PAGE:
Housekeeping is the first of three films Scottish filmmaker Bill Forsyth made in the States, and is the most widely respected of the three. Forsyth had made his name in his native Scotland with a string of successful dramedies: Gregory’s Girl, Local Hero and Comfort and Joy. He became heavily disenfranchised with Hollywood and filmmaking as a whole after making the ambitious Being Human. The film starred Robin Williams, but the studio forced Forsyth to change the film drastically, and he subsequently disowned it. He has only made one more film since then, Gregory’s Two Girls, which is of course the sequel to Gregory’s Girl.
Bill Forsyth was drawn to the magical woodland of the Pacific Northwest, probably down to it being the area of the United States which is the most similar to his native Scotland in terms of appearance and climate. There has also always been a slight quirkiness to the area, which must have appealed to Forsyth’s tastes. In pure economics, it is also a rich area for filmmaking because it’s much cheaper to shoot there than in California, and in many regards it has much richer natural beauty to use.
Housekeeping is based on the debut novel by Idaho-based author Marilynne Robinson, who is quite an interesting character in her own right. The story is set in the ’50s in the fictional town of Fingerbone, which is based on Robinson’s hometown of Sandpoint, Idaho. It’s never specified exactly where in the Pacific Northwest it’s set, but the film was shot in British Columbia, Canada and there are plenty of references to Seattle and Portland, Oregon throughout the narrative. It’s about the two sisters of a woman who has committed suicide. After their grandmother dies as well, their quirky aunt Sylvie (Christine Lahti) moves in to look after them.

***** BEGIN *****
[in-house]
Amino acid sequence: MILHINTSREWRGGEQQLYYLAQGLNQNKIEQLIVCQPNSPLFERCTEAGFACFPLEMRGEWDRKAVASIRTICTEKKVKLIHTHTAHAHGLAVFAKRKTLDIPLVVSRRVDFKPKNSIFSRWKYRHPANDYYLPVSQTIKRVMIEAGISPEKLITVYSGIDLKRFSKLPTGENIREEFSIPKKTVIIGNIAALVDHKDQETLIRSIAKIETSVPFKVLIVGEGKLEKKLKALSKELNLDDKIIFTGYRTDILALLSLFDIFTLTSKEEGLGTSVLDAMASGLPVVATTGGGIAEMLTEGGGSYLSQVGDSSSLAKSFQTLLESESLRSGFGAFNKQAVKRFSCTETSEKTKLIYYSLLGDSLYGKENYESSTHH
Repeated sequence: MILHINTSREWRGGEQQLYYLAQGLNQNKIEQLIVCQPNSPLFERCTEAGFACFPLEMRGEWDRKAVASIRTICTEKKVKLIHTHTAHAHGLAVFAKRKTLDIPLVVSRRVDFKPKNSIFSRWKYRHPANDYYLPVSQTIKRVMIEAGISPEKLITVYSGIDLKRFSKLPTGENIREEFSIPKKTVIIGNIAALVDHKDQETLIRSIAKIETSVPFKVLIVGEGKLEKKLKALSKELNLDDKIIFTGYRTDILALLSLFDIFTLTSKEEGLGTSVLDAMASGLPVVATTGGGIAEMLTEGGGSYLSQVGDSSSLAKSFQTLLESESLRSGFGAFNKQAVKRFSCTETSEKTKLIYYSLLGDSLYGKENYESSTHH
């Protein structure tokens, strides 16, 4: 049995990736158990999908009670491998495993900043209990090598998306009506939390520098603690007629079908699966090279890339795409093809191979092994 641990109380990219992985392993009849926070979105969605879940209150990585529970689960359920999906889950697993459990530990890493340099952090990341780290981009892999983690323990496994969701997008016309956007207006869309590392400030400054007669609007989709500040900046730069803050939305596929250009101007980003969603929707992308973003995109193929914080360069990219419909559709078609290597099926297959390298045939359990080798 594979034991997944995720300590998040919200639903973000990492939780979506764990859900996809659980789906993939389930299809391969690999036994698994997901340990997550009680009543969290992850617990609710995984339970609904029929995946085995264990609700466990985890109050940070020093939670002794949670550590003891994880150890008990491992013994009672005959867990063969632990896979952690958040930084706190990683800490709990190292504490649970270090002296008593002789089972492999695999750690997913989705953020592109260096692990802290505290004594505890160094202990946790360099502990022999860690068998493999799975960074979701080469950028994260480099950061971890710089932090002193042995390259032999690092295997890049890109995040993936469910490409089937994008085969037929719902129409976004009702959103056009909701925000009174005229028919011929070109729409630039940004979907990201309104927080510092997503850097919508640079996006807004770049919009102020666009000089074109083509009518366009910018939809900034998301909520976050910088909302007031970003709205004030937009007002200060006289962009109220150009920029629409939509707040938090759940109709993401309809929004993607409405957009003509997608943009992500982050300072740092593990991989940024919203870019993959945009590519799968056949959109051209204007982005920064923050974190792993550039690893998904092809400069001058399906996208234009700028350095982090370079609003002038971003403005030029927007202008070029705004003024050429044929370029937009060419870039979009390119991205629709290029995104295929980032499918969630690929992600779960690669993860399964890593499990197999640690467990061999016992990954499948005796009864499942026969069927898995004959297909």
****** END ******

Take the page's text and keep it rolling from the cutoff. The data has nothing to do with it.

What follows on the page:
There is an overarching sadness that runs through the film from the beginning to its ambiguous ending. It also has a quirkiness that wouldn’t seem out of place in some of the ’70s films of Hal Ashby. It even has a slight surrealness that certainly connects it to David Lynch and Twin Peaks: the scene in which a character casually walks through a flooded house wouldn’t seem out of place in Lynchland.
Housekeeping hasn’t had a home video release since the VHS days in the UK, although there was a DVD-R release in the states back in 2011. However, Powerhouse’s release obviously makes that one redundant with its hour-plus of interviews. Forty minutes of that time is dedicated to Forsyth alone, with Marilynne Robinson and the film’s editor and director of photography also being interviewed. Forsyth also supplies a 36-minute NFT Q&A, which substitutes as an audio commentary. The release is rounded off with an image gallery, trailer and a booklet on the film. Hopefully the new release will give this lost gem a whole new audience it didn’t have when it was sold as “a tidy comedy.”